The attractiveness of markets, supported by bioenergy policies is already leading to forest clearance for the establishment of oil-palm and other crops used to produce liquid biofuels. Policy objectives related to climate change are unlikely to be reached as the amount of carbon released in land clearance may be much higher than can be recaptured by the bioenergy crop in many years. The situation is even more serious where peat lands have been cleared. In this context, it is important to note that bioenergy can only be considered renewable if biomass growth exceeds harvest, and carbon dioxide emitted during production, transportation and processing does not exceed that captured during growth. Carbon losses associated with conversion of land for bioenergy production should also be taken into account.
The extent to which wood energy will contribute to future energy production is likely to depend on: the competitiveness of wood-based energy in reaching the objectives of recent energy related policies; the costs and benefits of wood- energy-related systems in social, economic and environmental terms; and policy and institutional issues that provide the framework within which forestry acts. The potential of any bioenergy strategy will also be highly influenced by local context including: location relative to supply and demand; infrastructure, climate and soil; land and labour availability; and social and governance structures.
At present, wood energy is most competitive when produced as a by-product of the wood processing industry. Wood residues provide possibly the greatest immediate opportunity for bioenergy generation given their availability, relatively low-value and the proximity of production to existing forestry operations. Wood residues from felling and processing operations generally constitute more than half of the total biomass removed from forests.
In natural forests, up to 70 percent of total volume may be available for energy generation. Most of this material is made up of tree crowns and other rejected pieces that are left in the forest after harvesting operations. Wood residues from mills represent another, more easily accessible source of residues.
Forest plantations established solely for the purpose of energy production are becoming more common in some countries and it is likely that plantations with multiple end uses may provide logs for wood fuels as well as logs for other purposes as markets demand. Species not currently favoured by markets, areas of logged over forest, and trees outside forests provide addition potential sources of wood for energy outside the commonly marketed, and therefore, more highly priced categories of forest products.
Especially where human and financial resources are limited, bioenergy development should first explore opportunities based on already available biomass and proven technology. Integrating energy generation into industrial forest operations is a competitive way of reducing risks, increasing profitability and improving forest management. It also strengthens energy security and contributes to climate change mitigation and should thus be a priority area for exploration.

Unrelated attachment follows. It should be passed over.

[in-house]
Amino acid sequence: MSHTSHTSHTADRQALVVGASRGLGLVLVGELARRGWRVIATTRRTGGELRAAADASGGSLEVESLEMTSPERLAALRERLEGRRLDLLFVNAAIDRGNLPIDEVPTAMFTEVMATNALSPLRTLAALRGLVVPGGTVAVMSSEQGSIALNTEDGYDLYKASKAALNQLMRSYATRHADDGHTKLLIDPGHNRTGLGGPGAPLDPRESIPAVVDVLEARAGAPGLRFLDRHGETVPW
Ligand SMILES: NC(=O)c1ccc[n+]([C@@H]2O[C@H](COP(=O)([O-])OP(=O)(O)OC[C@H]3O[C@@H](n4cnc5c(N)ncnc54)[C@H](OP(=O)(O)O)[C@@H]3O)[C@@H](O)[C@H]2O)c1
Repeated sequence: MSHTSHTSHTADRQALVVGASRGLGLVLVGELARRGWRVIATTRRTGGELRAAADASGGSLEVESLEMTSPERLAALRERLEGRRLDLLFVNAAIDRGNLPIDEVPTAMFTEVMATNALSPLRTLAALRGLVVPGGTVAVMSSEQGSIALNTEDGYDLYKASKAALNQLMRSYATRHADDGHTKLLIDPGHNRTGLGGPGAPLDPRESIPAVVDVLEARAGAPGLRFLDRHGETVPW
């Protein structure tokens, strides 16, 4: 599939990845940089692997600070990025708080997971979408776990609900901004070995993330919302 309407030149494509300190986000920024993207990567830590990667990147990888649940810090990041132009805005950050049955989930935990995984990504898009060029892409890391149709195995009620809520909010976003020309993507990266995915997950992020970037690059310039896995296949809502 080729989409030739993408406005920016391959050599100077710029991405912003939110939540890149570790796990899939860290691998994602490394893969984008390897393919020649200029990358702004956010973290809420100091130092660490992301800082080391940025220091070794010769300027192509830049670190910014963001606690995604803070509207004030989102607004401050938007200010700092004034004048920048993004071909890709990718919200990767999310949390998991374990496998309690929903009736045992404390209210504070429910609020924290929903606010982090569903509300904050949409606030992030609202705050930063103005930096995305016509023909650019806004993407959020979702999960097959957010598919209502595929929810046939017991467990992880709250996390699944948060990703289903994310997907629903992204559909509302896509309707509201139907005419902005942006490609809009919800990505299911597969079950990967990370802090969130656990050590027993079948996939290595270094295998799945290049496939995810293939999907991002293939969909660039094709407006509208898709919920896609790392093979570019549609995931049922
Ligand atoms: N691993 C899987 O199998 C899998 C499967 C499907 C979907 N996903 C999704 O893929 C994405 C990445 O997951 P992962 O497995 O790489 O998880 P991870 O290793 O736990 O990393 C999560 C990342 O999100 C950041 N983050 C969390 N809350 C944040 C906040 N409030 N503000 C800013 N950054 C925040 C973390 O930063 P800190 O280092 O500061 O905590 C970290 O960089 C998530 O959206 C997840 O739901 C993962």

To ensure that sufficient cropland is available to produce food at affordable prices and to avoid loss of valuable habitats, it is imperative that bioenergy strategies are closely linked with, and integrated in, agriculture, forestry, poverty reduction and rural development strategies. Land-use planning and monitoring, as well as effective governance can play an important role in avoiding some of the social and environmental problems that are already being reported. All countries would benefit from better information about wood energy feedstocks, including biomass recovered from forest operations and trade of forest biomass.
Policies and programmes to support bioenergy development are still in their infancy. In relation to forestry the following issues need to be addressed first:
- sustainable mobilisation of wood resources in relation to legal and institutional constraints, forest ownership, data access, forestry infrastructure;
- supportive laws, regulations and policies; information dissemination to forest owners, entrepreneurs and other actors;
- efficiency gains through more intensive use of existing forest resources, of forest harvesting and processing residues, of woody biomass from trees outside forests, and of postconsumer recovered wood products;
- long-term expansion of the forest area and enhancements in the productivity of forest resources, for example, through silvicultural and genetic innovation;
- the potential use of marginal and degraded land to produce biomass for energy generation.
Transfer of advanced wood energy technologies to developing countries will be very important in relation to climate change objectives. The present situation represents a major opportunity and challenge for the forestry sector to find a new role in securing energy supply, mitigating climate change and supporting sustainable economic and environmental development.